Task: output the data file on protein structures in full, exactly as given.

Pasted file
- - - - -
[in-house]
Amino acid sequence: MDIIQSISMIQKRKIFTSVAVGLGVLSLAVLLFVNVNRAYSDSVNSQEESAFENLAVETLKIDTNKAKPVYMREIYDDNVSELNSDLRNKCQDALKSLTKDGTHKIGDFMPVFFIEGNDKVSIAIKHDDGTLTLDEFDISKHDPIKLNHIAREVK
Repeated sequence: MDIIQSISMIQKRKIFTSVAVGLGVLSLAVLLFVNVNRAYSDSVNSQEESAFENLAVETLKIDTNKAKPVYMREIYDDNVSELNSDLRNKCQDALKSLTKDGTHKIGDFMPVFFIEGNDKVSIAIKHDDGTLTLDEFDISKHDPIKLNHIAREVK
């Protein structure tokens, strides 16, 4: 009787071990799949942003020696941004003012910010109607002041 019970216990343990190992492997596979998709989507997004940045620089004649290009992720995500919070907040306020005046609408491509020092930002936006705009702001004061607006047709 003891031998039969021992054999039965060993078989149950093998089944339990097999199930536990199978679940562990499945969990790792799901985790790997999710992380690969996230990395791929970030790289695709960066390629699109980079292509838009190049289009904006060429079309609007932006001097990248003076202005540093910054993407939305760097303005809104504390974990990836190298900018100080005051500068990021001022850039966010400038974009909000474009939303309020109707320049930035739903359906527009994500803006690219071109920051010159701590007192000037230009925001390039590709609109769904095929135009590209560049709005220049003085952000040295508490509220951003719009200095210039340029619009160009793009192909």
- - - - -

[in-house]
Amino acid sequence: MDIIQSISMIQKRKIFTSVAVGLGVLSLAVLLFVNVNRAYSDSVNSQEESAFENLAVETLKIDTNKAKPVYMREIYDDNVSELNSDLRNKCQDALKSLTKDGTHKIGDFMPVFFIEGNDKVSIAIKHDDGTLTLDEFDISKHDPIKLNHIAREVK
Repeated sequence: MDIIQSISMIQKRKIFTSVAVGLGVLSLAVLLFVNVNRAYSDSVNSQEESAFENLAVETLKIDTNKAKPVYMREIYDDNVSELNSDLRNKCQDALKSLTKDGTHKIGDFMPVFFIEGNDKVSIAIKHDDGTLTLDEFDISKHDPIKLNHIAREVK
């Protein structure tokens, strides 16, 4: 009787071990799949942003020696941004003012910010109607002041 019970216990343990190992492997596979998709989507997004940045620089004649290009992720995500919070907040306020005046609408491509020092930002936006705009702001004061607006047709 003891031998039969021992054999039965060993078989149950093998089944339990097999199930536990199978679940562990499945969990790792799901985790790997999710992380690969996230990395791929970030790289695709960066390629699109980079292509838009190049289009904006060429079309609007932006001097990248003076202005540093910054993407939305760097303005809104504390974990990836190298900018100080005051500068990021001022850039966010400038974009909000474009939303309020109707320049930035739903359906527009994500803006690219071109920051010159701590007192000037230009925001390039590709609109769904095929135009590209560049709005220049003085952000040295508490509220951003719009200095210039340029619009160009793009192909």